• Myra – I just started Desmond as a read aloud today. We only got through 4 pages because there was so much discussion. Then kids wanted to write! It is a powerful story We will continue reading over next few days. I don’t know of this novel. Thank you for the suggestion.

  2. Hi Carrie, Wow 2nd, 3rd AND 4th! That is quite a range. You will certainly be able to share a wide range of books this year. I really like the looks of the Jeanette Winter books. I also really got into Cinder and was very surprised by it. Have a great week!

  3. I’ll look forward to your new range of books accommodating readers, although you always have a fantastic array of titles! 🙂 I couldn’t stop reading Cinder as well… holding off on the sequel, etc. because of all the other TBR books taunting me…

    • These Jeanette Winter titles do such a great job of introducing themes and stories to students. Many will lead to further reading I think. Desmond is a great book. Reading it aloud to my class and they have so many questions and comments.

  4. Rabbityness looks incredible! Hmmm, off to add yet another book to my Amazon cart! I also love the Stella & Sam books–this is one we haven’t read yet. My boys loved the first Marty Maguire book. We need to get the next one. The Desmond Tutu story looks really interesting as well. I love discovering “new to me” books! Thanks, as always, for sharing. Have a wonderful week!

  5. Hi, Carrie!

    Thanks for sharing about Cinder. I have had the book for ages, and I haven’t gotten around to reading it. My past high school students LOVED it, and many liked SCARLET even more. I definitely need to get this book off my TBR shelf and into my hands, based on your review.

    Have a fantastic week!!

  6. My 7th & 8th grade book club loved Cinder! I really enjoyed it as well, and was surprised to discover that Scarlet was even better! I can’t wait to see where this wild story goes.

    • It is certainly a title that was impossible to put down – hoping Scarlet is the same. ANd I love that even though it is a YA title – I think many MG readers could handle it. Nothing too extreme to put it only in the YA genre.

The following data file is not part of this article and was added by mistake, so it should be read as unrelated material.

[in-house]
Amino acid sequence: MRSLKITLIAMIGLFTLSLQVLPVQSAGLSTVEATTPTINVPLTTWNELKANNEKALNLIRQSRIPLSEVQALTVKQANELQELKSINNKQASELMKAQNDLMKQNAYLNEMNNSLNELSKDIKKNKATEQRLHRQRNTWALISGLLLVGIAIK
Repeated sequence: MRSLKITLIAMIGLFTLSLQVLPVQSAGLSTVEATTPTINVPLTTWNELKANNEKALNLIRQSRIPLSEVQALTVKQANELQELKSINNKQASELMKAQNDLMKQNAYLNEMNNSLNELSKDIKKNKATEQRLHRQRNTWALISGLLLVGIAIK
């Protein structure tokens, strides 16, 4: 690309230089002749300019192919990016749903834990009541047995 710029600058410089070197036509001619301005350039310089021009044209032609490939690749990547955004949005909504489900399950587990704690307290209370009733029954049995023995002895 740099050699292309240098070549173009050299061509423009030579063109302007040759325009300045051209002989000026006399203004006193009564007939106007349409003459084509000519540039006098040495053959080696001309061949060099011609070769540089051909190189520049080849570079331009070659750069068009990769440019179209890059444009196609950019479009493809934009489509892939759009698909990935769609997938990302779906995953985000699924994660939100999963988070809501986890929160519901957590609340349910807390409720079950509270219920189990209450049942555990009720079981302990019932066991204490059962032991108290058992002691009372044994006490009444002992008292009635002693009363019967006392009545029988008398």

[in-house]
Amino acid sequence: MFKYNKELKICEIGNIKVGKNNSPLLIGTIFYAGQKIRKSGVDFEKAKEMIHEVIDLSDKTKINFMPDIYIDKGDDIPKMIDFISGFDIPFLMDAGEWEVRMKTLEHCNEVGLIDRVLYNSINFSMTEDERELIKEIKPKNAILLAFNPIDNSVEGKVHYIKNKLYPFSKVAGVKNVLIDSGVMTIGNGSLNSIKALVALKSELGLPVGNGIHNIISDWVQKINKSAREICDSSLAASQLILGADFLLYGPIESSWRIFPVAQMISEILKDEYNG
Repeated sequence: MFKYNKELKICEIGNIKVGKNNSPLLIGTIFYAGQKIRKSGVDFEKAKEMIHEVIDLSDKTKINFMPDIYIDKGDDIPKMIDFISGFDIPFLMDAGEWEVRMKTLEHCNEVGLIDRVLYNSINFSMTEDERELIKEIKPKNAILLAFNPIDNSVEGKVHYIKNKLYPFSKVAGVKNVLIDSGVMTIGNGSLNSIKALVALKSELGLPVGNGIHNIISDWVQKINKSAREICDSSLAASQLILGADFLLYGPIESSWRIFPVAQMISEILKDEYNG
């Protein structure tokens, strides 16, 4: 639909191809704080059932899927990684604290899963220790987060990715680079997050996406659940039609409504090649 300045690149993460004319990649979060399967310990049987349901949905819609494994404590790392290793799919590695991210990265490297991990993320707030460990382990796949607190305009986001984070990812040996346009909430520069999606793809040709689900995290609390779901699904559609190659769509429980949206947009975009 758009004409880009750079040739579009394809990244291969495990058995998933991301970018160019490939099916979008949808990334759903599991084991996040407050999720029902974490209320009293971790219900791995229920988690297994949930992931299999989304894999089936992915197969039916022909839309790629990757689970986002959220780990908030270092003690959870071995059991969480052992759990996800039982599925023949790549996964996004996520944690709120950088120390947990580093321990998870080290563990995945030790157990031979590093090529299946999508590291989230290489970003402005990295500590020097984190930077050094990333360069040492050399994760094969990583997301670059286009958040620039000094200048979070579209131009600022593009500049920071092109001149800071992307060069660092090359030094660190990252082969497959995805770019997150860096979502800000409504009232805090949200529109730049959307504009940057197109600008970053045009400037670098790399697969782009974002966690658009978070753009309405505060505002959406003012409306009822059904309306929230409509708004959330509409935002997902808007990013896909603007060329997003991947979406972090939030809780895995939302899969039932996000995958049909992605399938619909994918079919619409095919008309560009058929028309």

7. The Librarian of Basra is one of my very favorites. Many kids think that biographies are about people who are no longer living, so that book always surprises them when there is no “end” to her story–because she’s still living. 🙂 I will definitely check out Nasreen’s Secret School–it sounds like a good one that will remind on those tough days at school how very lucky we actually are. Thanks so much for sharing these, Carrie.

  8. The cover for Rabbityness looks like it could inspire an art project for you! 🙂

    Both of those Jeanette Winter’s books sound eye opening. And your review of Cinder is convincing me to keep at it . . . it’s been on my bedside all summer, neglected for other titles.

  9. LOVE this list, Carrie! As always, I read your list and make “knew-new” connections! I KNEW Jeanette Winter’s Librarian of Basra – but not Nasreen’s Secret School. I KNEW about Sam and Stella books but this one is NEW to me! Also new is the Desmond Tutu book and Rabbityness looks amazing! Thank you for sharing! How is your second week of school going so far? I’m behind on posts and writing my book but that’s what hockey try-outs and back to school will do! Happy sunny reading week! : )

    • Adrienne – thanks for stopping by and sharing your connections. I am having a WONDERFUL first week! Read the kids Me, Jane today as we are reading Marty McGuire Digs Worms. Had a big discussion about biographies and now they want me to read them one everyday. Don’t know if I can promise that but inspired by the passion!

  10. Multi age? That rocks!! I end up with multiage groups, but don’t have them full time. And have I ever mentioned I Love your header image?

    I adore Marty (of course) and I’d love to find that Desmond book. It would go well with my unit when I do Lions of Little Rock. (I also use The Other Side during that unit)

    I have Cinder on my piles… I keep moving it toward the top and other things interfere. Maybe once I’m done Nerdbery (only 2.5 to go!)

    • Multiage is pretty awesome! One of my little girls described us as “a harmony” when I told them we had three grades in the class. 🙂 The header image is a bunch of my student’s art work and a photo of a reading lesson – thank you for the compliment. All of their art makes me smile! Desmond is a fantastic book – we aren’t even finished reading it and have had two read aloud sessions. There is so much to discuss. We talk about the concepts everyday! Forgiveness is a pretty amazing and challenging thing at any age.